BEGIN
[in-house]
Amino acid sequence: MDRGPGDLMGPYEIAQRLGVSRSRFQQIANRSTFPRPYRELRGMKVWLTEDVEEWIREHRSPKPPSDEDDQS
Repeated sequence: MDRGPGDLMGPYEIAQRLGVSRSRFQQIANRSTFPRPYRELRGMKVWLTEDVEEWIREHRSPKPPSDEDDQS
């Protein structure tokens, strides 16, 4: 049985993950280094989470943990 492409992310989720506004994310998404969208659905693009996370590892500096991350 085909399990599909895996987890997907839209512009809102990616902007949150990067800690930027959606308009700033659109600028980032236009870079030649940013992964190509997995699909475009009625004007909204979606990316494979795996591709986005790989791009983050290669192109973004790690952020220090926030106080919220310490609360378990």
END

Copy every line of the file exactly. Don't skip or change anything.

[in-house]
Amino acid sequence: MDRGPGDLMGPYEIAQRLGVSRSRFQQIANRSTFPRPYRELRGMKVWLTEDVEEWIREHRSPKPPSDEDDQS
Repeated sequence: MDRGPGDLMGPYEIAQRLGVSRSRFQQIANRSTFPRPYRELRGMKVWLTEDVEEWIREHRSPKPPSDEDDQS
């Protein structure tokens, strides 16, 4: 049985993950280094989470943990 492409992310989720506004994310998404969208659905693009996370590892500096991350 085909399990599909895996987890997907839209512009809102990616902007949150990067800690930027959606308009700033659109600028980032236009870079030649940013992964190509997995699909475009009625004007909204979606990316494979795996591709986005790989791009983050290669192109973004790690952020220090926030106080919220310490609360378990």